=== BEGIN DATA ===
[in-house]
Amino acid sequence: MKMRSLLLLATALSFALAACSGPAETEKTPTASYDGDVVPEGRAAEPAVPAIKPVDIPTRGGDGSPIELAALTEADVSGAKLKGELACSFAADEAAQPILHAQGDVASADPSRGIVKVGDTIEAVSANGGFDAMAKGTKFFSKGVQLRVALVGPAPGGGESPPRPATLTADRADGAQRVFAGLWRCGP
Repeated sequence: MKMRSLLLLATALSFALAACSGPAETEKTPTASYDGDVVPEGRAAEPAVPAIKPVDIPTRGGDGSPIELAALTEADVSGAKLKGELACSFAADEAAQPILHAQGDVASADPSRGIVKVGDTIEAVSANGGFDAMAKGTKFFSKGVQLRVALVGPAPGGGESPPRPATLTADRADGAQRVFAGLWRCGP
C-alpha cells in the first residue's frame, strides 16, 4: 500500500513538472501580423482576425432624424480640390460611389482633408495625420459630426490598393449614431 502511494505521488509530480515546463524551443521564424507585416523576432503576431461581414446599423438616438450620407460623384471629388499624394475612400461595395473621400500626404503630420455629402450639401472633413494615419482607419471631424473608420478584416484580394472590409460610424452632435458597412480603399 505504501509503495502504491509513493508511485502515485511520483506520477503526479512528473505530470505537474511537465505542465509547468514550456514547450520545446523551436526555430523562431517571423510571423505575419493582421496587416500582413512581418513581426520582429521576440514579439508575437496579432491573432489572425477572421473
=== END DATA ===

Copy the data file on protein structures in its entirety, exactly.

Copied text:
[in-house]
Amino acid sequence: MKMRSLLLLATALSFALAACSGPAETEKTPTASYDGDVVPEGRAAEPAVPAIKPVDIPTRGGDGSPIELAALTEADVSGAKLKGELACSFAADEAAQPILHAQGDVASADPSRGIVKVGDTIEAVSANGGFDAMAKGTKFFSKGVQLRVALVGPAPGGGESPPRPATLTADRADGAQRVFAGLWRCGP
Repeated sequence: MKMRSLLLLATALSFALAACSGPAETEKTPTASYDGDVVPEGRAAEPAVPAIKPVDIPTRGGDGSPIELAALTEADVSGAKLKGELACSFAADEAAQPILHAQGDVASADPSRGIVKVGDTIEAVSANGGFDAMAKGTKFFSKGVQLRVALVGPAPGGGESPPRPATLTADRADGAQRVFAGLWRCGP
C-alpha cells in the first residue's frame, strides 16, 4: 500500500513538472501580423482576425432624424480640390460611389482633408495625420459630426490598393449614431 502511494505521488509530480515546463524551443521564424507585416523576432503576431461581414446599423438616438450620407460623384471629388499624394475612400461595395473621400500626404503630420455629402450639401472633413494615419482607419471631424473608420478584416484580394472590409460610424452632435458597412480603399 505504501509503495502504491509513493508511485502515485511520483506520477503526479512528473505530470505537474511537465505542465509547468514550456514547450520545446523551436526555430523562431517571423510571423505575419493582421496587416500582413512581418513581426520582429521576440514579439508575437496579432491573432489572425477572421473